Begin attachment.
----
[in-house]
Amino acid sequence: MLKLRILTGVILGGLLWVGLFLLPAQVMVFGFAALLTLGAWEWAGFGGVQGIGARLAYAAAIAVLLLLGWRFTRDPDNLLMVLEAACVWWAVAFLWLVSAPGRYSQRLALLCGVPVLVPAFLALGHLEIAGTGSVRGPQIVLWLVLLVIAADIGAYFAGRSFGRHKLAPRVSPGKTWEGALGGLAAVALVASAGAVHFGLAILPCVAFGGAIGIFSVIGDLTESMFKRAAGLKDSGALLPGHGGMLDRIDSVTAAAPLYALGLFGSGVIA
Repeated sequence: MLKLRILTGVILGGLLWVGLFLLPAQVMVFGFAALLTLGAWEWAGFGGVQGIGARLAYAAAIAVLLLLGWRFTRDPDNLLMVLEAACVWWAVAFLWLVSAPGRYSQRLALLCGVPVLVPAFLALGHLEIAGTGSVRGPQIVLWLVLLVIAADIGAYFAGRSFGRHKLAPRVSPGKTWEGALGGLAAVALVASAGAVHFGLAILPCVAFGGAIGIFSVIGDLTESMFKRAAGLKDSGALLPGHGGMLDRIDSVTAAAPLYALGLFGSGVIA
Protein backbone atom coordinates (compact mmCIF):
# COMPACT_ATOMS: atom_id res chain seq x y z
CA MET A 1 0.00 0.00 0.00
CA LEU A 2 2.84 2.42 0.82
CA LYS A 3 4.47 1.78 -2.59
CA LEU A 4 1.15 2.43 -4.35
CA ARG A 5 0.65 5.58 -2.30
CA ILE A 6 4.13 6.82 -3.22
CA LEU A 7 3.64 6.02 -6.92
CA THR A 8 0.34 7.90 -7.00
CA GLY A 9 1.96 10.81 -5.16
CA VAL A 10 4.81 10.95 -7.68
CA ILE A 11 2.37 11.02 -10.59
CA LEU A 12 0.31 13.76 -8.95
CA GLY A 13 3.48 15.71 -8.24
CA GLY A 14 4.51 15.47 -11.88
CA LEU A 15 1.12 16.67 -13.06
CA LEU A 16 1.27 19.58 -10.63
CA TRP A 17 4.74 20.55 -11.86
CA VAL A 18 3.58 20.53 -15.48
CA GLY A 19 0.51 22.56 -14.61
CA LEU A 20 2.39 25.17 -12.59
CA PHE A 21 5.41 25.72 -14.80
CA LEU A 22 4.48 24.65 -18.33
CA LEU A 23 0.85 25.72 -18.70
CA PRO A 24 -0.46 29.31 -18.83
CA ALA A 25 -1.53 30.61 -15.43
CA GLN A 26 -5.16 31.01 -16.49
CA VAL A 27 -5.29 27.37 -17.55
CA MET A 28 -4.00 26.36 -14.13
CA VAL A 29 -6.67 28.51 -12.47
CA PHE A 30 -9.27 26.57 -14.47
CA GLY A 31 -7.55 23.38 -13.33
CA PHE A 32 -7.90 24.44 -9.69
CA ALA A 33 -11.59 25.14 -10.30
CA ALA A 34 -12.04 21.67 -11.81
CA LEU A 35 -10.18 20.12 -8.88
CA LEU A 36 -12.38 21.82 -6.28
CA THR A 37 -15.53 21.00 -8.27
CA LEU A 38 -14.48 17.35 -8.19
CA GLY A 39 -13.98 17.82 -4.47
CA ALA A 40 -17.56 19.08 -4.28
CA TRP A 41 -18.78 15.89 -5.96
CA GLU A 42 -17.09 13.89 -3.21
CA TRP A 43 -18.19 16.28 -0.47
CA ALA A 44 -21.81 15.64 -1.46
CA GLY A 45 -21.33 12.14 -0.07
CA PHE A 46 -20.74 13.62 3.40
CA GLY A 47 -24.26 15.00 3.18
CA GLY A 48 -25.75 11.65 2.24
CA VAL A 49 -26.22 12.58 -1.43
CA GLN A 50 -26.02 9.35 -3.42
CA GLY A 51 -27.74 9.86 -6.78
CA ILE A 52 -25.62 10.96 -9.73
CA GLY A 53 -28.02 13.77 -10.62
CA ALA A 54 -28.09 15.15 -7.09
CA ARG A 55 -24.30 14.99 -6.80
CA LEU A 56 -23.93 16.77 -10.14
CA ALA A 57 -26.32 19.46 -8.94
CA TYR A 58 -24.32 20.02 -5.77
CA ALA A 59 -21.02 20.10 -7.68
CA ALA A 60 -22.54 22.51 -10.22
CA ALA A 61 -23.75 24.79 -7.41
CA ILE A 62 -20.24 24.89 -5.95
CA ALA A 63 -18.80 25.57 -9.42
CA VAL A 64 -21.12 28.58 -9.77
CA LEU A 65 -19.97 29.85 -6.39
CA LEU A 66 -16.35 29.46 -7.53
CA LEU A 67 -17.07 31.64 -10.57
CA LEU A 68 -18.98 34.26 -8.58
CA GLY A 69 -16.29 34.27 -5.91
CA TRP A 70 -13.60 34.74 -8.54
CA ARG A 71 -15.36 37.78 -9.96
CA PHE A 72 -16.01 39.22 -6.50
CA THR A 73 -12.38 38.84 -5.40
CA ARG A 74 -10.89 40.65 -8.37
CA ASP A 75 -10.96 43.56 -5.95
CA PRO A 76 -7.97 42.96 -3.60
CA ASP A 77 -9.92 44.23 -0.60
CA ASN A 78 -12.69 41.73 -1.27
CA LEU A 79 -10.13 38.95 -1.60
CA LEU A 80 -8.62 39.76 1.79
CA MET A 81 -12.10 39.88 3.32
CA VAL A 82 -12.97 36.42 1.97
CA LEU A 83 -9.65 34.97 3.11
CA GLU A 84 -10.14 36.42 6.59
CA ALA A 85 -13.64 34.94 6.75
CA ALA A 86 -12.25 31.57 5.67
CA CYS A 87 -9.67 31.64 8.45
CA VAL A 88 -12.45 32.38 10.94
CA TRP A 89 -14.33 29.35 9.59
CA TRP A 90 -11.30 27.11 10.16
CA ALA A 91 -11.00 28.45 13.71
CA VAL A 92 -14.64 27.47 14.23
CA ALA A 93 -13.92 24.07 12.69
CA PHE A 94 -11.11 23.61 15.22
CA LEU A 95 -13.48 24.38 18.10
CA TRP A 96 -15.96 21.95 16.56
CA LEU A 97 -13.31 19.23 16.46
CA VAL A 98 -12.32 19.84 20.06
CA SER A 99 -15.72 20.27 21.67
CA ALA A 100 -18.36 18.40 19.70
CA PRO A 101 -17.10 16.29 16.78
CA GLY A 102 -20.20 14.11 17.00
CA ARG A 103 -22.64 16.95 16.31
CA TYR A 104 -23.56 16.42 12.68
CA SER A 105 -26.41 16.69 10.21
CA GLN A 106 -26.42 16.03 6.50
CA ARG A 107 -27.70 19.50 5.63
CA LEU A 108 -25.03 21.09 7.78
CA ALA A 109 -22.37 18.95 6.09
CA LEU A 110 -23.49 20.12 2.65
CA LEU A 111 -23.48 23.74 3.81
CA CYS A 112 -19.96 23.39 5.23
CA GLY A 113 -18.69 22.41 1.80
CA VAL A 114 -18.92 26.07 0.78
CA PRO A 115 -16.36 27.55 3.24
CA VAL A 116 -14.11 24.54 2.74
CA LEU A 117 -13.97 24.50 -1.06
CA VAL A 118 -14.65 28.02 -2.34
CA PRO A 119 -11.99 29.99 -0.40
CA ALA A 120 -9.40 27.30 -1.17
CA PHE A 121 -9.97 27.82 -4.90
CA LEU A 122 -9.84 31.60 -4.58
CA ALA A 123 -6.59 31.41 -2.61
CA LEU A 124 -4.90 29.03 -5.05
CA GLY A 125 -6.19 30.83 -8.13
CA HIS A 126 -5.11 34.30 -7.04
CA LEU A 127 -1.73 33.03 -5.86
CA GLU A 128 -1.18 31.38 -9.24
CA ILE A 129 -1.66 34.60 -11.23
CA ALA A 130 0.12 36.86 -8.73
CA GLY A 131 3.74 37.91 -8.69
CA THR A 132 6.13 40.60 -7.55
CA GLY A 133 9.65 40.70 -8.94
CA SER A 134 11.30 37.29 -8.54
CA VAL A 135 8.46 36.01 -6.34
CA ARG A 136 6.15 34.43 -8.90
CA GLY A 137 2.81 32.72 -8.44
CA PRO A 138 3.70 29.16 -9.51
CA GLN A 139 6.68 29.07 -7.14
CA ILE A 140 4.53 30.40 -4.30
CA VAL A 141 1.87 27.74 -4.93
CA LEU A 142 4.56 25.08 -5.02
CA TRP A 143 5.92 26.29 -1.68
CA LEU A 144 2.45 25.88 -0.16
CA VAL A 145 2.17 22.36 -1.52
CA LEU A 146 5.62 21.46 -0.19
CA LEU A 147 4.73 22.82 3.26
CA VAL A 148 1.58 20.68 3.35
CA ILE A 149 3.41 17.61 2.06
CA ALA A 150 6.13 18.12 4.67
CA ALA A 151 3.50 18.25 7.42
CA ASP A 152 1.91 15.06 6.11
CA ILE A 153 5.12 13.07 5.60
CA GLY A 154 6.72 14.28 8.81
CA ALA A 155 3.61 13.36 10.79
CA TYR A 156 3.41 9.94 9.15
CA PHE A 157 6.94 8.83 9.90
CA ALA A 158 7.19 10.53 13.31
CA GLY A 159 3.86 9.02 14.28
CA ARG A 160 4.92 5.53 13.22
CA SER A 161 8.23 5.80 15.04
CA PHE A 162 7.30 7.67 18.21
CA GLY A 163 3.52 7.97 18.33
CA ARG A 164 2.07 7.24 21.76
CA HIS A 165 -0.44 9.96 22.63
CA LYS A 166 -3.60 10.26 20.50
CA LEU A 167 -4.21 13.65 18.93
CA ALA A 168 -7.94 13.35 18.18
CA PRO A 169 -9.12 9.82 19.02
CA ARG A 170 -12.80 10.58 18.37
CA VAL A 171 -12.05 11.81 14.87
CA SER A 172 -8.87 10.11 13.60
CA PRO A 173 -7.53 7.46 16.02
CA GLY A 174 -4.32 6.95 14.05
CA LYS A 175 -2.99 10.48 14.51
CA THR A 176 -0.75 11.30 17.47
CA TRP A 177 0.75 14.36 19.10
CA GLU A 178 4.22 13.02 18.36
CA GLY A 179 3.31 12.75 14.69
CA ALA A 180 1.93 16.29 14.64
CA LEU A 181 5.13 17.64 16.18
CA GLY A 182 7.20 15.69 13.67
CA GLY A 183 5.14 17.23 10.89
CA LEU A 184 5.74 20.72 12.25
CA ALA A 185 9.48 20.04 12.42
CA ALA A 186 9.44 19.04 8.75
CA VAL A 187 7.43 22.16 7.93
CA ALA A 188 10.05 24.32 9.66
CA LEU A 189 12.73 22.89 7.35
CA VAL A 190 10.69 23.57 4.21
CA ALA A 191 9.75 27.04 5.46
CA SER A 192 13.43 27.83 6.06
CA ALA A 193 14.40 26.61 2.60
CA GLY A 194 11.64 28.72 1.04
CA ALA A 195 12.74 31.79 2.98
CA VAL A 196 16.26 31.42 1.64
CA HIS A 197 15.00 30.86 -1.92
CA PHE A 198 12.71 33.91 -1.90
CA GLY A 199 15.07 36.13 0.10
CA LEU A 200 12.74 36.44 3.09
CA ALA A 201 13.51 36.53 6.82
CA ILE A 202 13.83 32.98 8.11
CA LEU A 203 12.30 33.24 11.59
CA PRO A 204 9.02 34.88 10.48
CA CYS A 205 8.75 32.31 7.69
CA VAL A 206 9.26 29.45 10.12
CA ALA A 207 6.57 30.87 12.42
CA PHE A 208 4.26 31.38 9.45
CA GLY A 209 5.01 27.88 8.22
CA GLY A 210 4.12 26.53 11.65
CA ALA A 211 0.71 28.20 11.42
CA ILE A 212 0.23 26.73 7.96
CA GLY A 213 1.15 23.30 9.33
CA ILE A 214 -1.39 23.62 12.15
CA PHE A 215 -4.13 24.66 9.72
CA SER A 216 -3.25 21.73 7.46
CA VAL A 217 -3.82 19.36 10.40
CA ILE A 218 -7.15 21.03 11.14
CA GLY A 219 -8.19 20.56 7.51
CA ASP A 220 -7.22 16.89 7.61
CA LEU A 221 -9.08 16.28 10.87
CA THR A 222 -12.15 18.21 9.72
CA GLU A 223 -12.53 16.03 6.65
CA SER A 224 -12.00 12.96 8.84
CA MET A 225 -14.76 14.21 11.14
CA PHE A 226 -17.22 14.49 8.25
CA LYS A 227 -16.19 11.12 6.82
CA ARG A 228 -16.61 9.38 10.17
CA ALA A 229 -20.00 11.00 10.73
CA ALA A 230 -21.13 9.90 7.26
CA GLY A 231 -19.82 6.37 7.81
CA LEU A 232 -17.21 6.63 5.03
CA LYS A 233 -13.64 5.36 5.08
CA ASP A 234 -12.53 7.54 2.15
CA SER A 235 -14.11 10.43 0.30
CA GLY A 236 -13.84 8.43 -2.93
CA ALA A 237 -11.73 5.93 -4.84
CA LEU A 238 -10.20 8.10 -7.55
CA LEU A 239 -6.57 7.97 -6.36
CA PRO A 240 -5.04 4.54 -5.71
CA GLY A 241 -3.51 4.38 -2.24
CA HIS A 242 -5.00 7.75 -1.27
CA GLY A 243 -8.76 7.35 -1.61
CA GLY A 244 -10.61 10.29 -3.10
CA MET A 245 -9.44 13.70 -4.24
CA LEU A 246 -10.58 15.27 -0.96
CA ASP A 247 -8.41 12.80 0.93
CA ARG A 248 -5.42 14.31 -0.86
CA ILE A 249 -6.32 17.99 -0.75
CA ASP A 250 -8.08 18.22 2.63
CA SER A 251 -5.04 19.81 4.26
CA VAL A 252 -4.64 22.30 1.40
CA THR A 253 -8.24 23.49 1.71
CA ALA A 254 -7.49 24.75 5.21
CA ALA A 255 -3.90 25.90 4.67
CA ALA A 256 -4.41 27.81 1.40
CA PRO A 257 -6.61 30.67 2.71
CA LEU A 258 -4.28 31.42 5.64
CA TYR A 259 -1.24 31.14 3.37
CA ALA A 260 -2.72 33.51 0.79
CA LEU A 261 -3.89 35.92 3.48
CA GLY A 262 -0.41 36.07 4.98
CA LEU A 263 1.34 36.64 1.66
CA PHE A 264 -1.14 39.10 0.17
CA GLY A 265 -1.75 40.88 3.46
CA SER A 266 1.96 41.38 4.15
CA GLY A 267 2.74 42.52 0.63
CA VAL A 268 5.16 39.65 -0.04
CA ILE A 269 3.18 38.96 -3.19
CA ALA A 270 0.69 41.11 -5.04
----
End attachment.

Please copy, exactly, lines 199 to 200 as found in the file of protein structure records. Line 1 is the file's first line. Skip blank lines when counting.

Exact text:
CA GLY A 194 11.64 28.72 1.04
CA ALA A 195 12.74 31.79 2.98